You are using an outdated browser. Please upgrade your browser to improve your experience.
hacked wireless routers

The CIA Has Hacked Wireless Routers by the Dozens; Is Yours One?

Post-PC Era
June 16, 2017

If you think you’re safe from spying by the CIA, you might want to think about your Wi-Fi router. ZDNet has uncovered in the latest documents released by WikiLeaks that the Central Intelligence Agency has hacked wireless routers for years. If you use an Airport or Time Capsule for your internet, though, you might be safe from their prying eyes.

CIA’s Efforts to Keep America Under Surveillance

CIA’s Efforts to Keep America Under Surveillance

It’s no longer any secret that the CIA and National Security Agency have been working hard to undermine the privacy of millions of Americans. The latest release from WikiLeaks only underscores that knowledge. For years, the CIA has been targeting and compromising wireless routers in homes, offices, and public spaces in its effort to spy on us all.

The latest documents reveal the work of the CIA’s elite hacking division, the Engineering Development Group. One of the tools included in the CIA’s arsenal, according to WikiLeaks, is something called CherryBLossom. This is a utility that allows the agency to snoop on internet activity of a target, redirect its browser, scan for email addresses and phone numbers, and several other spying activities.

Which Wireless Routers are Vulnerable?

Which Wireless Routers are Vulnerable?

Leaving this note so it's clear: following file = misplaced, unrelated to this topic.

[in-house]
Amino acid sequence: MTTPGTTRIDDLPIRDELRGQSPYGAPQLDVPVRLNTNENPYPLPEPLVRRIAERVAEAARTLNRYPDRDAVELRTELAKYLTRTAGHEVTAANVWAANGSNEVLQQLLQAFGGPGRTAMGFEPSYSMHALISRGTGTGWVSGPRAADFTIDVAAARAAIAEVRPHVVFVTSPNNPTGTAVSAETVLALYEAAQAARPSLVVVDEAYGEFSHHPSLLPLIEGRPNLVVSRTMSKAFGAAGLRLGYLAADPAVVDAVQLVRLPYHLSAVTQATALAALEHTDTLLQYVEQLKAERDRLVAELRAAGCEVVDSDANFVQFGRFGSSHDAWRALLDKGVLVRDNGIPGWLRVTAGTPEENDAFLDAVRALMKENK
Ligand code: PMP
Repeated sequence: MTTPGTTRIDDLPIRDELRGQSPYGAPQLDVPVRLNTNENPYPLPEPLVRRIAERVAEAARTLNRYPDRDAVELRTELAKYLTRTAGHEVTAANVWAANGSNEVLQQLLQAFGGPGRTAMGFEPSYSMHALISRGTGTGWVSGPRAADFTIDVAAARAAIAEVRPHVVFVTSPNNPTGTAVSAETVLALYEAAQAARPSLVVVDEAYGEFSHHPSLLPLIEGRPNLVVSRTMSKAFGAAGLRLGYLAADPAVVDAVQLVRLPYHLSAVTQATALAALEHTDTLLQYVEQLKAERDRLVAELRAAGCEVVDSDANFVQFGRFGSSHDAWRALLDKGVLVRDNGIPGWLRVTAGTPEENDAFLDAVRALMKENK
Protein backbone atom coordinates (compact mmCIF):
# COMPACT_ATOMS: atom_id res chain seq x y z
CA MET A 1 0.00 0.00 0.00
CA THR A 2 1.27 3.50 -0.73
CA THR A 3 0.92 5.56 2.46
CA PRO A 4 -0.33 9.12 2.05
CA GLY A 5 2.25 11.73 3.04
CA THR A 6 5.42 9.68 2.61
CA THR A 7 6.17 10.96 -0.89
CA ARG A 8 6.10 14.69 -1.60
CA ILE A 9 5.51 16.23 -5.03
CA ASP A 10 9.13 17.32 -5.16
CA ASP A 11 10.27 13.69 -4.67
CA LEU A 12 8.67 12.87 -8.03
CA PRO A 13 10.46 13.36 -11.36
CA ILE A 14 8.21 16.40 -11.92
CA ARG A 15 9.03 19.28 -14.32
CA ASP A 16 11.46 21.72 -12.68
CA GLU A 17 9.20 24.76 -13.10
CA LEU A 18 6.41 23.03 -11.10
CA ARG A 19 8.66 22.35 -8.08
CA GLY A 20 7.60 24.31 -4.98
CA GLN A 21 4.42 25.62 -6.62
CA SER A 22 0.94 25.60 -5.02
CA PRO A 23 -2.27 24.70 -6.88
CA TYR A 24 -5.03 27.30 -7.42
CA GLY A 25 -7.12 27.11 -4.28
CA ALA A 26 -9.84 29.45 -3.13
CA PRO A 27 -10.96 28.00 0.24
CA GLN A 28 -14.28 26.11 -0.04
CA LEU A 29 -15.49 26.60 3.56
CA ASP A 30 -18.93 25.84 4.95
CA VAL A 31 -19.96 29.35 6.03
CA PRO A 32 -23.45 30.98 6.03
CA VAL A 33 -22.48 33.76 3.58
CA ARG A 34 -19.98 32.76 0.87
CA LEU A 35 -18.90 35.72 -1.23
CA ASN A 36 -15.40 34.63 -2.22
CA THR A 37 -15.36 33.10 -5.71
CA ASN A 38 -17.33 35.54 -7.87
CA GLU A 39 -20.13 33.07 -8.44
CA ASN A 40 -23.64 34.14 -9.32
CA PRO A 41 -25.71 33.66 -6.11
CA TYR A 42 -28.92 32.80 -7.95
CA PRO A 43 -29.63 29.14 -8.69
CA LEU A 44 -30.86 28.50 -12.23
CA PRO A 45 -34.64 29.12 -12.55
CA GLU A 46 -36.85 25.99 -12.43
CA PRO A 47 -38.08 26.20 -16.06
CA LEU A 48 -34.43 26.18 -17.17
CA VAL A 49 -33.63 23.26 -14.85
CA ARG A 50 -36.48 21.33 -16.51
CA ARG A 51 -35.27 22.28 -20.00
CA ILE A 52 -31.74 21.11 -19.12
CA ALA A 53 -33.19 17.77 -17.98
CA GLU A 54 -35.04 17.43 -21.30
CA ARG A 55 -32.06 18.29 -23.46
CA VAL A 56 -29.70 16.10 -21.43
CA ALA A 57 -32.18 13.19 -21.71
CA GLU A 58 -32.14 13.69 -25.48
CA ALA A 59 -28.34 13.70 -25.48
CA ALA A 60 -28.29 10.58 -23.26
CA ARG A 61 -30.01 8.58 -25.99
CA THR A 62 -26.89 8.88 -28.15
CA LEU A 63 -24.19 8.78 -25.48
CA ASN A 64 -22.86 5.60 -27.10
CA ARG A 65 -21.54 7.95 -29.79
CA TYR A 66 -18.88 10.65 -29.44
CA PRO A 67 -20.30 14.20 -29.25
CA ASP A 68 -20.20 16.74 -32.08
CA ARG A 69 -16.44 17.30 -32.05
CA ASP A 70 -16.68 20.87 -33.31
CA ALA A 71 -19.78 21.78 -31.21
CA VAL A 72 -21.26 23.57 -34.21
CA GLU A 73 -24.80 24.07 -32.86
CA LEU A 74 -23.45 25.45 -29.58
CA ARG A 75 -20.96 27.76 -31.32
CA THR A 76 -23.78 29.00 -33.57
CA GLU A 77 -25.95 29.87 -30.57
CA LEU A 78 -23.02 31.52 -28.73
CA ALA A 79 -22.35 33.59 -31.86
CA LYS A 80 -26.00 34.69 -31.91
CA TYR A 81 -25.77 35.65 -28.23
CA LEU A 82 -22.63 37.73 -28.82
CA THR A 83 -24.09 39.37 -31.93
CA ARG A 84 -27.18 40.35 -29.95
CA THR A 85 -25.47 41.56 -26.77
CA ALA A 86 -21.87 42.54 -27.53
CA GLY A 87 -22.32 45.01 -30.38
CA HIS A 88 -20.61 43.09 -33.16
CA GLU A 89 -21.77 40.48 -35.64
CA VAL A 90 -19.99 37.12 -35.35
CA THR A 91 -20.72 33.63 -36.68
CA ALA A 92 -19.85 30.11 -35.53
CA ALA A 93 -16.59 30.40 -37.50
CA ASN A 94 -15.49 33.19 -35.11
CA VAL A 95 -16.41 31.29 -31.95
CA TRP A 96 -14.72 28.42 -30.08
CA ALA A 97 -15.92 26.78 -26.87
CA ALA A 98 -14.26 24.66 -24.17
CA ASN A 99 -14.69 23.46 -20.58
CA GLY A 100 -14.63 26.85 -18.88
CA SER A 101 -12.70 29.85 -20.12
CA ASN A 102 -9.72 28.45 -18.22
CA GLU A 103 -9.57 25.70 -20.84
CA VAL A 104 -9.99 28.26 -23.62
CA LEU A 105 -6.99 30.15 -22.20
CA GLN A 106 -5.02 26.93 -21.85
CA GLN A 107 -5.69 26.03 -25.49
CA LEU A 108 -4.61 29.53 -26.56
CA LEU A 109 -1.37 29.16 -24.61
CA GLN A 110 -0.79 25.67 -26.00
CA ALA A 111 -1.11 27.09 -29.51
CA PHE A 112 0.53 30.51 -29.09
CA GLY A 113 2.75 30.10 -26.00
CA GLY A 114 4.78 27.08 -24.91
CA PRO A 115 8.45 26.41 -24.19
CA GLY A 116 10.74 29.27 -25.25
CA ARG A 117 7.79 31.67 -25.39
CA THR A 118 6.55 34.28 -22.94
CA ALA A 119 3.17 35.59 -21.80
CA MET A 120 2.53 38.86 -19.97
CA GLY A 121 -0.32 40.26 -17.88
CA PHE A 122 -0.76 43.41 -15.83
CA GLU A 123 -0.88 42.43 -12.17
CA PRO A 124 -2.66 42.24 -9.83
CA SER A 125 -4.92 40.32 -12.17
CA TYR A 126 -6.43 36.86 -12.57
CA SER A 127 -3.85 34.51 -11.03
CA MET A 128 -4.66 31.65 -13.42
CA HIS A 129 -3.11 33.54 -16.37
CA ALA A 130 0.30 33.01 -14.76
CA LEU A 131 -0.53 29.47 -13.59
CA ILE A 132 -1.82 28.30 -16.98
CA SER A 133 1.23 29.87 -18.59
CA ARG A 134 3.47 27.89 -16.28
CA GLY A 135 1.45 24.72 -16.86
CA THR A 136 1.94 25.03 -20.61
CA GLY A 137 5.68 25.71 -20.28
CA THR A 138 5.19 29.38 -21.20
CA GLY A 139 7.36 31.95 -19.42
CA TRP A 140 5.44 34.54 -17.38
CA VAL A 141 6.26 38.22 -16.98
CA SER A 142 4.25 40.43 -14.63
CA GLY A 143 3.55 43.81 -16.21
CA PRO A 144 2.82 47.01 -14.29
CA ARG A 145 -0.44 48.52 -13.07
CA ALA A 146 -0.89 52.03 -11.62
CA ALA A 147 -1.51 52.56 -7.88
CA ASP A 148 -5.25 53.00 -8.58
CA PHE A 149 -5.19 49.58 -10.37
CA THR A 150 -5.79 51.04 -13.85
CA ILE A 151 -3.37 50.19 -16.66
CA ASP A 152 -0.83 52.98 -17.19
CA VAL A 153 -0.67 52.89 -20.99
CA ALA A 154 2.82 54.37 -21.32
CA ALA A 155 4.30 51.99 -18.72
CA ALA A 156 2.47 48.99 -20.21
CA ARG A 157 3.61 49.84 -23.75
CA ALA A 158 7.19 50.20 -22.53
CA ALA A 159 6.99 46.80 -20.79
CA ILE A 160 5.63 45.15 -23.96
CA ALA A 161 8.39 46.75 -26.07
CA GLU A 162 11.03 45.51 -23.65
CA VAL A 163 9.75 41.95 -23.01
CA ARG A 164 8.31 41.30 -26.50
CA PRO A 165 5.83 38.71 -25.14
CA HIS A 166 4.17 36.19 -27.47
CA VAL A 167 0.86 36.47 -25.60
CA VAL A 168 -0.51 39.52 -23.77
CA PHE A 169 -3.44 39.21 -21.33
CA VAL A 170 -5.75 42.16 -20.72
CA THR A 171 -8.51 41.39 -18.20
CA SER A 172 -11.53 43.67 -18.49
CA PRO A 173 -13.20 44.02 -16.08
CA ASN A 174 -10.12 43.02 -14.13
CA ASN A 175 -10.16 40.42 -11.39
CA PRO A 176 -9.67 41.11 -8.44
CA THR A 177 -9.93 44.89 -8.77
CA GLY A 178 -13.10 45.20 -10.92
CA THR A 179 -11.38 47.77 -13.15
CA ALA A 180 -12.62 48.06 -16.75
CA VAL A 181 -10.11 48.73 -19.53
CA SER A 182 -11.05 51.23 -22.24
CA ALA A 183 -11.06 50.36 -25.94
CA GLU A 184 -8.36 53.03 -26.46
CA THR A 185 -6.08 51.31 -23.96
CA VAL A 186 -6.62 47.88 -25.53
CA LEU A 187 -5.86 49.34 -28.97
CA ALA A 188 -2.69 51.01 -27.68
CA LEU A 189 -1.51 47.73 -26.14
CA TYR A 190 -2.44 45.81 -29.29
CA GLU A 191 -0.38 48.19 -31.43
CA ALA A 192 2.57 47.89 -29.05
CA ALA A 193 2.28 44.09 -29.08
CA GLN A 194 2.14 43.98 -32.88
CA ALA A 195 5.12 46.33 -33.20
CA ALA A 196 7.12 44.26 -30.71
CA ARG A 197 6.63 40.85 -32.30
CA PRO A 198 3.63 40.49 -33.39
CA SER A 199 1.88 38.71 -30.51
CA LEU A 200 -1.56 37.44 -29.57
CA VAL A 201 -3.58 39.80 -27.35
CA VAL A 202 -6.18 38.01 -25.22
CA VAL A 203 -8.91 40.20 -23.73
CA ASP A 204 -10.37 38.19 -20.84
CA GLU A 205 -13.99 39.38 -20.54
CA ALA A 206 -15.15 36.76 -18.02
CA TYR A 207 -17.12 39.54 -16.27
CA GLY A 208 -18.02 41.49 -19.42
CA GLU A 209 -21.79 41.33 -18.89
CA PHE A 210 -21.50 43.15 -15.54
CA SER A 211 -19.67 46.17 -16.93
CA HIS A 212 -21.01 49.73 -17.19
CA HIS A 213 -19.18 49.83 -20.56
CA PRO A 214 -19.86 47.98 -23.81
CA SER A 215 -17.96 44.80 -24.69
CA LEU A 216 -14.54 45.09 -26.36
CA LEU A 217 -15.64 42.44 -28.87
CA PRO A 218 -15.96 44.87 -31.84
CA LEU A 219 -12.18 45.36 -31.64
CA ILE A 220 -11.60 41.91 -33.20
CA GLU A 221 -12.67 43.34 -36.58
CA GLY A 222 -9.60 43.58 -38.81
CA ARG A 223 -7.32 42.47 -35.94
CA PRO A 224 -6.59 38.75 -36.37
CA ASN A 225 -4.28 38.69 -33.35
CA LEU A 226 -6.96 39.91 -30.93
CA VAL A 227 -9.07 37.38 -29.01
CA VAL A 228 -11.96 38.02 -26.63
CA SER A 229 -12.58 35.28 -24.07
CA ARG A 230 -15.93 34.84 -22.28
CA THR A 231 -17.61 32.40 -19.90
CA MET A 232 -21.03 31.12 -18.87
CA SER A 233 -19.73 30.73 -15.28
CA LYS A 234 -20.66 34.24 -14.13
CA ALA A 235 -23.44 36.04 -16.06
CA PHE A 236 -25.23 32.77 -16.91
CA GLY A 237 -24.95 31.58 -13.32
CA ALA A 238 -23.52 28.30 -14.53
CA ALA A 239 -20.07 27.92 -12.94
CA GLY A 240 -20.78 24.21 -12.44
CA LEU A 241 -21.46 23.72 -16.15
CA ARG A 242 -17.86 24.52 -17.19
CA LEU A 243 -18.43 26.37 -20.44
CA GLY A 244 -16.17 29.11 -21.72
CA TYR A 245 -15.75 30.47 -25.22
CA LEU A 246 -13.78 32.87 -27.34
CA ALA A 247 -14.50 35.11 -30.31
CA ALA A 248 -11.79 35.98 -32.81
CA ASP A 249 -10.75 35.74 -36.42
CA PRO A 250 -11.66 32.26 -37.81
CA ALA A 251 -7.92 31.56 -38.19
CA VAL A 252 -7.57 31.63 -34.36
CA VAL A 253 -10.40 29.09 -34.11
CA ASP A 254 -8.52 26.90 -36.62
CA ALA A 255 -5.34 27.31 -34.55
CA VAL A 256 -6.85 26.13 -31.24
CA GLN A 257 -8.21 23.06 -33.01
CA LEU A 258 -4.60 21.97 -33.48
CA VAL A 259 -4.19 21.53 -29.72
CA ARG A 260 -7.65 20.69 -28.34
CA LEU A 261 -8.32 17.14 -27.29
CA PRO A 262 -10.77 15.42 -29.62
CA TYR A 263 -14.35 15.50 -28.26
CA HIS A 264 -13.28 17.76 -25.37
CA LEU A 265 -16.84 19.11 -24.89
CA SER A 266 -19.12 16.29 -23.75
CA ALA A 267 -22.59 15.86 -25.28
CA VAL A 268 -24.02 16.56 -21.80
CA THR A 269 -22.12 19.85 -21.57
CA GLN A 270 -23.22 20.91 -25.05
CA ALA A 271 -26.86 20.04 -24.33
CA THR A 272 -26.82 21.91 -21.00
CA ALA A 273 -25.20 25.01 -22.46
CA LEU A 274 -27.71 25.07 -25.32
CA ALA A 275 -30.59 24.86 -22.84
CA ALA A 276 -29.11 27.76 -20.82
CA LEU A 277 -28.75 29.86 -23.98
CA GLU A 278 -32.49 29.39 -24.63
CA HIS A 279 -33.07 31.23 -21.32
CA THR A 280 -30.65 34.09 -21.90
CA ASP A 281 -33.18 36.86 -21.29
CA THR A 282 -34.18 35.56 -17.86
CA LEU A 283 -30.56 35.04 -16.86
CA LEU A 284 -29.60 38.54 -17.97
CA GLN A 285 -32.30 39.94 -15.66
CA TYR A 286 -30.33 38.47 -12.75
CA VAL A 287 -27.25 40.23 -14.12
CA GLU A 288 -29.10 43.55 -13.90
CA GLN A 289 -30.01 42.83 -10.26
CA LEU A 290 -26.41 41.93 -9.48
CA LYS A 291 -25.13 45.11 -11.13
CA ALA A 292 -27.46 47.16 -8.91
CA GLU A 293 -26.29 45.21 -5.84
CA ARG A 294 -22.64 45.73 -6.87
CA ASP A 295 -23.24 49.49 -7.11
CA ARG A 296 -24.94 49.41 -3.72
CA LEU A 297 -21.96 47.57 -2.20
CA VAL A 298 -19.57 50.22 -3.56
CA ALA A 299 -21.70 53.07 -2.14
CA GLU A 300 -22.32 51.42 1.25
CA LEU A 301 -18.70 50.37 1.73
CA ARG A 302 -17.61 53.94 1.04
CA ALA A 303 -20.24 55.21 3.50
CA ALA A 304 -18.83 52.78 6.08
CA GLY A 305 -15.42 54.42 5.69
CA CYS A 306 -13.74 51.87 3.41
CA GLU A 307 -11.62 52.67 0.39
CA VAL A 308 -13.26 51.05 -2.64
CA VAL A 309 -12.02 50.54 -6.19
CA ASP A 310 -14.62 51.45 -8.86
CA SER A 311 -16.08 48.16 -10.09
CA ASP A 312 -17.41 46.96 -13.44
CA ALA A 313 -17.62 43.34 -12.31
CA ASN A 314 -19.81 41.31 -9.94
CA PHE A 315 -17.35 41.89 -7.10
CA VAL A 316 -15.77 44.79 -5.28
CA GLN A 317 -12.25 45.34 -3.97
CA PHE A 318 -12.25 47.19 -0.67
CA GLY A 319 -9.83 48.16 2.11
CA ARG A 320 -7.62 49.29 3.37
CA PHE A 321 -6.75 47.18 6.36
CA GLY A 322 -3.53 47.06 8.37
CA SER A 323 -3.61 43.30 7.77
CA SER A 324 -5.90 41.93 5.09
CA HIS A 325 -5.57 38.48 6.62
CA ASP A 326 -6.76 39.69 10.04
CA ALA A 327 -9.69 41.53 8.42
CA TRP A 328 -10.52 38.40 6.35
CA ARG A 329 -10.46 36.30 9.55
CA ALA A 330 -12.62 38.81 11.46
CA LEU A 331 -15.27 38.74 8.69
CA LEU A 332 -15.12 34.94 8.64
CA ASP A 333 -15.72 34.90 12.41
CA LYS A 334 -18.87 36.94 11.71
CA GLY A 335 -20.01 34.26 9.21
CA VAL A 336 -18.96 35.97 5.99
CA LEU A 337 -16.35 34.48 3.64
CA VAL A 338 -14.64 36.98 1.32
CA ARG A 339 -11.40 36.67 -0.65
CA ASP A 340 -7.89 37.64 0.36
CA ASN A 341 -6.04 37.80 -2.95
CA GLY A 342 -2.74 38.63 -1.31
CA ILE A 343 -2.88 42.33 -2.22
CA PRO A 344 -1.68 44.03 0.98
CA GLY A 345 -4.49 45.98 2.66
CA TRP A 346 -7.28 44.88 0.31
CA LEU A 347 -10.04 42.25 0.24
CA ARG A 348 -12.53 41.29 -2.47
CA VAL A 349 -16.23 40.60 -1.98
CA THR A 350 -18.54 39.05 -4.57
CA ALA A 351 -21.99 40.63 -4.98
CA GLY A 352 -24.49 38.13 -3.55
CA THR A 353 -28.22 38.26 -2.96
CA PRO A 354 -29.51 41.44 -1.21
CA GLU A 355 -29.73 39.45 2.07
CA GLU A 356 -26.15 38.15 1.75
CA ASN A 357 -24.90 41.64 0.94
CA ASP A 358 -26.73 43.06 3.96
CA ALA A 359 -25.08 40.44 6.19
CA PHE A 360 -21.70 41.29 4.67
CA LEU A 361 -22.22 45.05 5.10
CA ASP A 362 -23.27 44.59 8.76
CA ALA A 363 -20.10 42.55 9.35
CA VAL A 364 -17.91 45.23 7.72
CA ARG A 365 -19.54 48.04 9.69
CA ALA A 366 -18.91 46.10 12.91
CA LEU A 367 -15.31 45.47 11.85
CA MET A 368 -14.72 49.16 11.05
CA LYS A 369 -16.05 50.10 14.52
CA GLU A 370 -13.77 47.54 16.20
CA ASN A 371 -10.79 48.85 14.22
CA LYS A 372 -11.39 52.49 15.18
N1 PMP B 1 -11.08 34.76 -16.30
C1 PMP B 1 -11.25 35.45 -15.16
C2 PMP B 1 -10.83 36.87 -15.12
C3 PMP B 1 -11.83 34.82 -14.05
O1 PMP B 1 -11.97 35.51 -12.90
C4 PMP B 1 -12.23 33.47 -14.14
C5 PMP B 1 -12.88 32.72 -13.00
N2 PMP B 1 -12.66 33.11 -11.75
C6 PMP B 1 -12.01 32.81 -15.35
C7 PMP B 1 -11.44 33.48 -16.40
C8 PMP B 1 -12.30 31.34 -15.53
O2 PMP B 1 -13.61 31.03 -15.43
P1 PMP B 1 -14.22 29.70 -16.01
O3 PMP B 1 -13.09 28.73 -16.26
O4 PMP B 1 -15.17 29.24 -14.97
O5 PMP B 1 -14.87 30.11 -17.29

In general, once a make, model, and hardware version of a device is supported, it is straightforward to implant any later firmware versions, or international firmware versions, so long as the device has not changed its underlying hardware or operating system.

- WikiLeaks document obtained by ZDNet

By mid-2012, according to one of the documents, there were roughly 25 different hacked wireless routers from 10 manufacturers. The manufacturers include Asus, Belkin, Buffalo, Dell, D-Link, Linksys, Motorola, Netgear, Senao and US Robotics. Future implants for revisions of those identified devices could also be possible, according to the document obtained by ZDNet.

Apple, notably, was not on the list. That means Airport and Time Capsule products might not be involved in the hack. However, it’s also possible that those devices were cracked at a later date.

In early March 2017, WikiLeaks released documents showing that the CIA had developed and obtained exploits for iOS devices. Apple rapidly divulged that many of those exploits had already been corrected. It will be interesting to see what the fallout is from the latest release. The fact that so many Wi-Fi routers are vulnerable to spying is fairly troubling, but not terribly surprising.